The oldest bookstore in New York, the Isaac Mendoza Book Company, opened its doors in 1894. Sadly, it closed them in 1990 after the owner, Walter Caron, had to start taking money out of his own savings to pay the store’s rent. Three floors of 15 Ann Street once catered to the browsing pleasures of Buckminster Fuller and Christopher Morley, until high rent prices limited the store to the second and third floors. The rumor that J.P Morgan bought a Gutenberg Bible at the store wasn’t true, but Isaac’s ability to gather “unusual books” caused the store’s clientele to flock there. Upon his death, the store passed to his sons, but Isaac’s legacy remained. After the death of David Mendoza, Caron, longtime friend of David and his wife, Gilda, bought the store and sold its wares until closing on February 28, 1990.
New York’s “millennials” probably don’t remember Isaac Mendoza’s store, but most of us know St. Mark’s Bookshop, which unfortunately may be heading in the same direction. Established in 1977, it’s an East Village institution now facing a crisis that caused many of Strand’s “Book Row” competitors to go out of business: high rent and decrease in sales. The store was particularly popular with the Beat Generation; it was the place Allen Ginsberg met Philip Glass which led to Hydrogen Jukebox. Currently in negotiations with its landlord, Cooper Union, St. Mark’s faces financial difficulties and requests rent to be lowered by $5K, something Cooper Union is not keen on. Co-owner Bob Contant has been using his own Social Security benefits to stay in business. They have cut expenses, laid off part-time staff and are even receiving aid from the state to pay full-time staff. To be fair, Cooper Union is not entirely evil. As an engineer who paid tens of thousands of dollars every year throughout college, I’d like to point out that Cooper Union offers full scholarships to every undergraduate student they accept.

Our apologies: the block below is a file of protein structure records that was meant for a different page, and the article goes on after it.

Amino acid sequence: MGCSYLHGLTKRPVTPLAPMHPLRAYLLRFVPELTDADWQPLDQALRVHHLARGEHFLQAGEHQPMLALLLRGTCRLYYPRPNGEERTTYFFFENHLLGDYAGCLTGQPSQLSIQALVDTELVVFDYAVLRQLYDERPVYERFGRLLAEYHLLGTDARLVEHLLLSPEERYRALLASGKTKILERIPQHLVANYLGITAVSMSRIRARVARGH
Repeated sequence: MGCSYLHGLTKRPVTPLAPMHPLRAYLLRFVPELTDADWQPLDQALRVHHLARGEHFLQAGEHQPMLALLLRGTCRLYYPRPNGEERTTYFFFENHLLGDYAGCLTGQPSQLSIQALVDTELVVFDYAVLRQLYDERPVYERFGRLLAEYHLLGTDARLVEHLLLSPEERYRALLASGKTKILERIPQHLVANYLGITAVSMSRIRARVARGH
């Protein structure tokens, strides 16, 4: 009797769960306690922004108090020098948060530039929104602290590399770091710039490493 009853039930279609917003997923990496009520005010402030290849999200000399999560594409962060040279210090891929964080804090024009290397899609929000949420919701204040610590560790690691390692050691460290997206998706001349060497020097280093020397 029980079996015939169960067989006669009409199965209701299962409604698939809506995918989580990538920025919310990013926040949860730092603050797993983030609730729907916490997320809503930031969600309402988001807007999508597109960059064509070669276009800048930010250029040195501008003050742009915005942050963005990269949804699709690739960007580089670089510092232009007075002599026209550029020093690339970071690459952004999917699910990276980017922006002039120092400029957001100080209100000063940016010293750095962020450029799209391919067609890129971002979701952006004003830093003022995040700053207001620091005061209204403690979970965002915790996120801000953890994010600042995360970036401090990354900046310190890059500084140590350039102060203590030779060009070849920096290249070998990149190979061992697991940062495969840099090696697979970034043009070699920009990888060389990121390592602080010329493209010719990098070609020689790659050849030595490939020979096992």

As the president of the Cooper Square Committee, Joyce Ravitz, said, “Bookstores like St Mark’s make the Lower East Side the Lower East Side.” Residents of the area, members of the community board and avid readers across the city have started a petition to keep the store open. Why? Because they love the store and they love its books.